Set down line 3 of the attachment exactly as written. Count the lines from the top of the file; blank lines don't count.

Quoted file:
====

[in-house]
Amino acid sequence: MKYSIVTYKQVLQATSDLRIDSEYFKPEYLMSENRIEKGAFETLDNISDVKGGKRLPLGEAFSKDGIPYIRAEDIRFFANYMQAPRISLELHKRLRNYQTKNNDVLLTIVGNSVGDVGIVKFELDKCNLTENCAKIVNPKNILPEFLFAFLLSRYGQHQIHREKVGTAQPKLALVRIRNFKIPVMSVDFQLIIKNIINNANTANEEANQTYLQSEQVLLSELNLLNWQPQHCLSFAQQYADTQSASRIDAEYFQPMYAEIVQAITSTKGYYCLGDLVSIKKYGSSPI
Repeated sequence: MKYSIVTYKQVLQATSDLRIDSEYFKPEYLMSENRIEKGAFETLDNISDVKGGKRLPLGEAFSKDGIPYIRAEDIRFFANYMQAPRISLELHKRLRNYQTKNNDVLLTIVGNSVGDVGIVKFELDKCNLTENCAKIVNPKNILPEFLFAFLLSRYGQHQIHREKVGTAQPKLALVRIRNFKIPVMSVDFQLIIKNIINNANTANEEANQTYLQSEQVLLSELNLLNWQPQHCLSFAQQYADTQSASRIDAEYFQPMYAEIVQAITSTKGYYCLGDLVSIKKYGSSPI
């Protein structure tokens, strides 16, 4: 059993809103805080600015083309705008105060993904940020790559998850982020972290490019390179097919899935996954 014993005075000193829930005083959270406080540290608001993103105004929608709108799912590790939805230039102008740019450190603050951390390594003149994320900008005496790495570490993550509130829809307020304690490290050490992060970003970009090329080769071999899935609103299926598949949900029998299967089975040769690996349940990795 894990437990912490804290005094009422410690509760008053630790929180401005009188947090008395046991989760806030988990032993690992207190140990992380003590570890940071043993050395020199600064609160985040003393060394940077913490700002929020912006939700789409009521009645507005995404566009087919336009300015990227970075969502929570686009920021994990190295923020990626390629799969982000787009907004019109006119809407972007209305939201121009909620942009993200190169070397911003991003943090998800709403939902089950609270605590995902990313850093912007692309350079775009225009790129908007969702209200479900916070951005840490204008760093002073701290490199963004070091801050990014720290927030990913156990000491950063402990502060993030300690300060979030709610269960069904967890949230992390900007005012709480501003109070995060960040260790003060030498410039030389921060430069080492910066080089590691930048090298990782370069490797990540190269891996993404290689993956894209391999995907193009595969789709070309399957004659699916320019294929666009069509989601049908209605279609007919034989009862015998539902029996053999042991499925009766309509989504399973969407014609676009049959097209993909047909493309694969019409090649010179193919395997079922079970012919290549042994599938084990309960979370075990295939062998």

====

Repeated sequence: MKYSIVTYKQVLQATSDLRIDSEYFKPEYLMSENRIEKGAFETLDNISDVKGGKRLPLGEAFSKDGIPYIRAEDIRFFANYMQAPRISLELHKRLRNYQTKNNDVLLTIVGNSVGDVGIVKFELDKCNLTENCAKIVNPKNILPEFLFAFLLSRYGQHQIHREKVGTAQPKLALVRIRNFKIPVMSVDFQLIIKNIINNANTANEEANQTYLQSEQVLLSELNLLNWQPQHCLSFAQQYADTQSASRIDAEYFQPMYAEIVQAITSTKGYYCLGDLVSIKKYGSSPI